UK and European legislation zeros in on Company Reporting

The Operating and Financial Review (OFR) for publicly quoted companies is intended to be the directors’ overview of their company which gives shareholders key information as to objectives, strategy, past performance and future prospects.

The Government view is that the key driver of good corporate governance will be increased shareholder engagement.
It believes it will be through shareholders exercising increasingly informed influence over companies that their expectations and those of the wider community will best be met. Yet, shareholders can only bring their influence to bear if they have clear and meaningful information about the main drivers of a company’s past – and - future performance. The OFR is designed to arm shareholders with that information.

Where directors believe it is relevant to the future prospects of the company, they can also choose to include information
on the company’s policies towards its employees, customers, suppliers and on its impacts environmentally, socially and within the wider community.

The OFR will not only impart important information about the company, it will also be a basis for assisting people to take decisions; as members buying, selling or holding their shares; exercising voting rights; or seeking to influence the decisions
of management. Or, they may be decisions others – employees, customers, suppliers, and society more widely – would wish
to consider that might affect a company’s performance and
thus its value.

So, in deciding what should be included in their OFR, directors will want to ensure that they have explored and understood the agendas - not only of members, but also of any other stakeholders that are likely, directly or indirectly, to have an influence on the performance of the business and, as a result, its value. Compiling an OFR that will meet both their present and future expectations of a company represents a sea change in reporting.

It is a task that few companies will approach with complete confidence, always assuming the requisite data currently exists. Even for quoted companies that have been producing OFR equivalents for a while, the Regulations will impose some new requirements both in the detail and legislatively. The OFR will carry similar legal sanctions and penalties for directors as poor or dubious accounting practices do at present.

One thing is certain; the OFR cannot be viewed as merely a retrospective, box-ticking exercise. Whilst it moves reporting from simply covering historic information to now include future prospects, it also clearly seeks to place an emphasis on reporting a company’s performance in discharging its responsibilities to society. Quality reporting to meet all these requirements will require very careful selection of the many key variables that need to be included as well as the appropriate level of detail.

 

How might the OFR affect Corporate Social Responsibility (CSR) practitioners?

Secondly, Directors may adopt a “lowest common denominator” approach towards the OFR, leading to a debasing of CSR reporting. This may be particularly the case if a company operates in a market where its biggest competitors are overseas quoted companies, who would not be required to complete an OFR report. Equally the re-emergence of leveraged buyouts by venture capitalists could lead to quoted companies, who are CSR leaders, moving into private ownership without the need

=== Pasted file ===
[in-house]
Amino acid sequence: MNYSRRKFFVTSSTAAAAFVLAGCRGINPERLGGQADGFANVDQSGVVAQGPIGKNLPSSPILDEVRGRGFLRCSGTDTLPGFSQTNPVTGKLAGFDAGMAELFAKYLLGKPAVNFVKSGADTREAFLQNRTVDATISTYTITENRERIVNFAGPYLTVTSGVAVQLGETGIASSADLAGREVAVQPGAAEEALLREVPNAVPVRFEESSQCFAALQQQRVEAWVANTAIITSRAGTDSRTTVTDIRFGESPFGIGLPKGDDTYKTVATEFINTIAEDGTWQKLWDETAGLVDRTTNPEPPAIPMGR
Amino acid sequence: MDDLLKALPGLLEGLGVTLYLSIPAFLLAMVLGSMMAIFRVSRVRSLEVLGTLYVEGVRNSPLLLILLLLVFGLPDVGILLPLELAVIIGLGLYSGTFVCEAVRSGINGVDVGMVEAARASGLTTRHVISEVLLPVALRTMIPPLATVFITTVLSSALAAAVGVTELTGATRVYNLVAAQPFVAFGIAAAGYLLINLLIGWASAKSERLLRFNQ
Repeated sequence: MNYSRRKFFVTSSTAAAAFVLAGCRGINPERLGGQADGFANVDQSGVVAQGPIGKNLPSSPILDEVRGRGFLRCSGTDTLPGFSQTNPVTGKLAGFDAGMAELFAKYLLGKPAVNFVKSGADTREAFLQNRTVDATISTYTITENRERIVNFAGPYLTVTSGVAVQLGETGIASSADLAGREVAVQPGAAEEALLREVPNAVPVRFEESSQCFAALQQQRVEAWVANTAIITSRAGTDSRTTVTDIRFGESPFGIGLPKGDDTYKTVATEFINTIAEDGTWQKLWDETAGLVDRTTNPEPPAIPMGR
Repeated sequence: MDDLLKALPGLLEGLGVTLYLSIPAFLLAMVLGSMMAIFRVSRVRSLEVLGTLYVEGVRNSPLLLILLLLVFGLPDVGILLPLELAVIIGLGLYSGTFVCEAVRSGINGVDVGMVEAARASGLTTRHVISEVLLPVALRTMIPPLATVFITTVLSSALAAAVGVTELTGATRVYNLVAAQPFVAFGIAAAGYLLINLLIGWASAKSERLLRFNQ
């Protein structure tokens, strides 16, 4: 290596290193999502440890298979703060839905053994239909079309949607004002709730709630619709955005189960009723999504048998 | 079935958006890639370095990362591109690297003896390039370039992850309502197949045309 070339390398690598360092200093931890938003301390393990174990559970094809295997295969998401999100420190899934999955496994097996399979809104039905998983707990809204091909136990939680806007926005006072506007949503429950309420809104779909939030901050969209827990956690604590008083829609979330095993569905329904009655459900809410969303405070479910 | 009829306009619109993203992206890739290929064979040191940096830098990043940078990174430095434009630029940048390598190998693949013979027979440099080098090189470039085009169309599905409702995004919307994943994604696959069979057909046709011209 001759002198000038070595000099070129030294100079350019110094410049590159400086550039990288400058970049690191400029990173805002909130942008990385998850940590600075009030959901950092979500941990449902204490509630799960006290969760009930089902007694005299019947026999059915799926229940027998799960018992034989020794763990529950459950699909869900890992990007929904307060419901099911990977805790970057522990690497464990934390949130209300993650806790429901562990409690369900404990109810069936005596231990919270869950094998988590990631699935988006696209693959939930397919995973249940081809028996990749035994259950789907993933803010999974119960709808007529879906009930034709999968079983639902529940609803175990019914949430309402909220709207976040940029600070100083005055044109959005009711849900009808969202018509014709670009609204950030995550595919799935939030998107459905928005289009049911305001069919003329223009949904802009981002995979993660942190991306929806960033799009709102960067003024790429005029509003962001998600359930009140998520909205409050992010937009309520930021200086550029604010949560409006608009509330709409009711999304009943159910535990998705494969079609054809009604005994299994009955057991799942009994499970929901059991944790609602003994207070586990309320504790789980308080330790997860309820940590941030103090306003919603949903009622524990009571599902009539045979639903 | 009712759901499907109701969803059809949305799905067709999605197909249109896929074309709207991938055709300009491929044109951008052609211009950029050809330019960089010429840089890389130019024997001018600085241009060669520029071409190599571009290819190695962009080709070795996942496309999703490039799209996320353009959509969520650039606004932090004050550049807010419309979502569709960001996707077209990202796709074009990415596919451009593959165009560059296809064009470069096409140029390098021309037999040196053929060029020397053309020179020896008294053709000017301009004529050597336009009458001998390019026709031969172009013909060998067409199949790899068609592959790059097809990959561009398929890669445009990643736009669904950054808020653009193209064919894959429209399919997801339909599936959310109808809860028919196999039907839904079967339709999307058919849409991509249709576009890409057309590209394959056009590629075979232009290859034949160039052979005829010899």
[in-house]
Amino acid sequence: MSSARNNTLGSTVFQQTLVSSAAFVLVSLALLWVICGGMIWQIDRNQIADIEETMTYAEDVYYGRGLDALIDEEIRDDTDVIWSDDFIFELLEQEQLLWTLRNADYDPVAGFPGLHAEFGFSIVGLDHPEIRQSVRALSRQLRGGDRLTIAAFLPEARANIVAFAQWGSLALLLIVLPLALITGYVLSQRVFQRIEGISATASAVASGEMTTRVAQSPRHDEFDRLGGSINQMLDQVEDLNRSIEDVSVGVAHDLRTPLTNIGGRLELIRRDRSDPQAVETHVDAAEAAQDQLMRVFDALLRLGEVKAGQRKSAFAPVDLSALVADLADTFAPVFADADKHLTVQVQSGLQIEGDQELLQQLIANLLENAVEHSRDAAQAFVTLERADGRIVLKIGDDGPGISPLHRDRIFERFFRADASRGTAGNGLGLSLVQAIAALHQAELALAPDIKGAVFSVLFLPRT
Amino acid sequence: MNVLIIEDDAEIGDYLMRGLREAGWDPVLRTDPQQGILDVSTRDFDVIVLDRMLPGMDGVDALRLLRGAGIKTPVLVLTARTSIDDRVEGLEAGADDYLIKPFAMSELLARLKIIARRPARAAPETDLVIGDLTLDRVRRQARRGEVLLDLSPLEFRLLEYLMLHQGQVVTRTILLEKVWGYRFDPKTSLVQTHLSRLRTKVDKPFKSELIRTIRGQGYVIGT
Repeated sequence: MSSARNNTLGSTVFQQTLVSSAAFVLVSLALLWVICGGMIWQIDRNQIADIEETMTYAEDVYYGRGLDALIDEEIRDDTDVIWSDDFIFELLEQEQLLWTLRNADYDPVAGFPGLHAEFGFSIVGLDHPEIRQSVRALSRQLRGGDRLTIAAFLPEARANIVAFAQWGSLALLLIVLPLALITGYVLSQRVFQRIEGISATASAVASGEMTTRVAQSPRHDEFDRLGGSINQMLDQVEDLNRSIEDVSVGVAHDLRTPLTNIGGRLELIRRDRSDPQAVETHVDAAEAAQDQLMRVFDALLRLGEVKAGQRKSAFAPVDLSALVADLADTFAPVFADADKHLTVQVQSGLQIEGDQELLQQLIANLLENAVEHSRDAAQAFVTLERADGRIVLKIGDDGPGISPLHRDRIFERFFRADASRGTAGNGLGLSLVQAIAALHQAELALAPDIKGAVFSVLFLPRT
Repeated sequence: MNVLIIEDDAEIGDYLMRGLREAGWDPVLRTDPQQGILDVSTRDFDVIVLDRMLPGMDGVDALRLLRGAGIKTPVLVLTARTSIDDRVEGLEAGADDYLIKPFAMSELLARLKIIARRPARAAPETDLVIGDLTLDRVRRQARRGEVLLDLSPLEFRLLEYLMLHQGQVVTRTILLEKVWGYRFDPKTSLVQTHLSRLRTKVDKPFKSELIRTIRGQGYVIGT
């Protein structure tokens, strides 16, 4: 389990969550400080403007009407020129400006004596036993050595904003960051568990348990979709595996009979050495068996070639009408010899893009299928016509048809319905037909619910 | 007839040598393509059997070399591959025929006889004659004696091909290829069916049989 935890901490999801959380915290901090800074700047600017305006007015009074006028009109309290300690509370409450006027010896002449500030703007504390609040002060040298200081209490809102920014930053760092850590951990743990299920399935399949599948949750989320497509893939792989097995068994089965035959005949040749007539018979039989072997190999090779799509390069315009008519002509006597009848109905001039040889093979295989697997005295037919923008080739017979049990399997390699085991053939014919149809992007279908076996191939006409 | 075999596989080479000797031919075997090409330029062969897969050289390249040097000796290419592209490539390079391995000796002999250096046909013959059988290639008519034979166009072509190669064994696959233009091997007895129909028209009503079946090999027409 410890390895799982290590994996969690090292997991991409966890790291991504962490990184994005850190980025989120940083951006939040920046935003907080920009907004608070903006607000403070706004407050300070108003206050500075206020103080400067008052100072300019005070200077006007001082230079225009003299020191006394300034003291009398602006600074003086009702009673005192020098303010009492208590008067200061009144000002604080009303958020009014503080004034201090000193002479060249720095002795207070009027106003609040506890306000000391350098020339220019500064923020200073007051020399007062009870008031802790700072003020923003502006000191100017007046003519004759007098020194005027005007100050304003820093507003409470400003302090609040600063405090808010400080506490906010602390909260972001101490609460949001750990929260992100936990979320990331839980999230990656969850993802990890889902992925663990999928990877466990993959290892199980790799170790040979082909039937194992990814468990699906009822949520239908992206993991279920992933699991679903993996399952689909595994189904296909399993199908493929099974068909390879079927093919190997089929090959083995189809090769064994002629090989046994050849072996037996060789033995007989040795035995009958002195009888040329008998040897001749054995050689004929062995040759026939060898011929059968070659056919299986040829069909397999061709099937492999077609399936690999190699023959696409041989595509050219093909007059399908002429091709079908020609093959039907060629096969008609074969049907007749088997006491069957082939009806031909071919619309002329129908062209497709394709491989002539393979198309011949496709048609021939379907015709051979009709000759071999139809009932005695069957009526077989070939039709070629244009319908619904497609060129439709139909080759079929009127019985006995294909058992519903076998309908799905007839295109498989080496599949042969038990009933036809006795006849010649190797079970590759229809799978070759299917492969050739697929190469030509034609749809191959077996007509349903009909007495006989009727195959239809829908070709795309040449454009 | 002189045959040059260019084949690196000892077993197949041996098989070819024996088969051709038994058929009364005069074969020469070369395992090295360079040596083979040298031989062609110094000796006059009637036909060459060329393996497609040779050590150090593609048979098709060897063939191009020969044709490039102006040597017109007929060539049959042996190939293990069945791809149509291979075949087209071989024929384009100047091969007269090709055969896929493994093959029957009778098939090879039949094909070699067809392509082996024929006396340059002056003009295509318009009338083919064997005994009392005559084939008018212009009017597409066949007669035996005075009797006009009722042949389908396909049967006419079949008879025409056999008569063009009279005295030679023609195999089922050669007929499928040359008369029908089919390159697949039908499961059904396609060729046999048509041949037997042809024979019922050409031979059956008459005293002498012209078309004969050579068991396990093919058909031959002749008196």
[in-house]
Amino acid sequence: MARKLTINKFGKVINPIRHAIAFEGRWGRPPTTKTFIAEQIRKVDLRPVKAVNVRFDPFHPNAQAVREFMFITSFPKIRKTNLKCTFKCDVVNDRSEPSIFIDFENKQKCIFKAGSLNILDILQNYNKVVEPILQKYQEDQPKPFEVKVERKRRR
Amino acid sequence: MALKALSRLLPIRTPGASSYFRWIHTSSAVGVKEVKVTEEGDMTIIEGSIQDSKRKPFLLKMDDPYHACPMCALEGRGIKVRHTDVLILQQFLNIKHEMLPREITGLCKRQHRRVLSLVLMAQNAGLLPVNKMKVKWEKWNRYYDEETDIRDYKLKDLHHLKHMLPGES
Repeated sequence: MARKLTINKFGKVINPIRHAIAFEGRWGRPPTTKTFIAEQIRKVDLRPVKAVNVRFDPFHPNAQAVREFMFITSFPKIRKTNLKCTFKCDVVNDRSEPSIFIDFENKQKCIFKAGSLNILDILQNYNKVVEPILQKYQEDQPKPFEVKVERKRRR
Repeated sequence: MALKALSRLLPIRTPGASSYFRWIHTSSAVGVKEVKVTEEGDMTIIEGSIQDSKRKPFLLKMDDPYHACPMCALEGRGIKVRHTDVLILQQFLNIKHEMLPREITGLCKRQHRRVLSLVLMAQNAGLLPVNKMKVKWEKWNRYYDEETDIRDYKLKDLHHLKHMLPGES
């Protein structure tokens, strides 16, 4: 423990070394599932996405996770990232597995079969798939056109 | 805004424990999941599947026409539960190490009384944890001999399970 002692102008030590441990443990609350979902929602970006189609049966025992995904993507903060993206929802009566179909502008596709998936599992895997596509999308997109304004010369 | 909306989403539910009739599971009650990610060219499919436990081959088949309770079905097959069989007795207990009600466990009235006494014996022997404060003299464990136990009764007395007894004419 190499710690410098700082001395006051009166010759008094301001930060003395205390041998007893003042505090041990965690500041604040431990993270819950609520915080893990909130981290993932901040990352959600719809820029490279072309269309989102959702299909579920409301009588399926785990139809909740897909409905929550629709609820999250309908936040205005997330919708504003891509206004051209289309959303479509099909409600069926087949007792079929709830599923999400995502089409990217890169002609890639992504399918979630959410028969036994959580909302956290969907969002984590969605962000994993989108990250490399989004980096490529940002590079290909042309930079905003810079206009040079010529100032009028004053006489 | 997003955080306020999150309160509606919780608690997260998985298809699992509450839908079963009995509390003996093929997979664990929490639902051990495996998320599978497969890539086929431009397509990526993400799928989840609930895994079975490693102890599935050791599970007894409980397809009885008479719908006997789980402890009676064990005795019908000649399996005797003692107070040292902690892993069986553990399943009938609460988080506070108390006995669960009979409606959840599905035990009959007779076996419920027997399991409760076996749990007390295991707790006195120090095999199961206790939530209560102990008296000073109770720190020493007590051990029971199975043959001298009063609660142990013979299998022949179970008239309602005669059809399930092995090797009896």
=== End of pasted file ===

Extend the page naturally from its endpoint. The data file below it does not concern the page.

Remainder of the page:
to produce an OFR report – although this may well change in
the final version of the regulations.

Thirdly, data is often not collected on all the activities being undertaken by a business that could be material to the company’s performance in this broader definition and, hence, to the OFR. Our experience shows that gathering the relevant information into a database has proved to be a significant task for many companies but that, once done, a broader picture of materiality can and often does emerge.

To prepare for the OFR, you should have a leadership plan developed in readiness for which we suggest the following strategy:

- Ensure a specific person has responsibility for identifying
and collecting the non-financial information that will be required for your report - and has the support of the Board.

- Develop an engagement strategy/dialogue with key external bodies to ensure you are aware what they think is ‘material’ about your business – helping to offset any potentially adverse reactions.

- Undertake some sector and/or peer comparisons, to improve understanding how to best present and position your company. In particular, understand how your peers demonstrate their own understanding of materiality from their current reporting. This will help your dialogue with your directors about content, which needs to be incorporated in the OFR.

- Develop reporting mechanisms for OFR/CSR information.
We are constantly surprised that, even now, many companies still struggle to pull together their information sources and content. The OFR provides a good platform for developing
these mechanisms within a consistent corporate framework.

The OFR may well prove to be a challenge to implement completely in the short term, but given other pending developments, such as DEFRA’s new Sustainable Development Strategy, and the DTI’s consultation on “CSR – a draft international strategic framework”, CSR issues are both here to stay and will have a growing profile.

In the Autumn we will be receiving the response form the EU Commission to the report from the EU’s Multi-stakeholder Forum on CSR and TVC’s Brussels office will be reporting on what this means for you. Expectations amongst close observers still indicate some form of regulations may be forthcoming

If you would like more information or practical advice, please contact:
UK: Tony Hoskins +44 (0) 1189 262656
email: thoskins@thevirtuouscircle.co.uk
Brussels: Lyndon Evans +32 (0) 2306 7992
email: levans@thevirtuouscircle.co.uk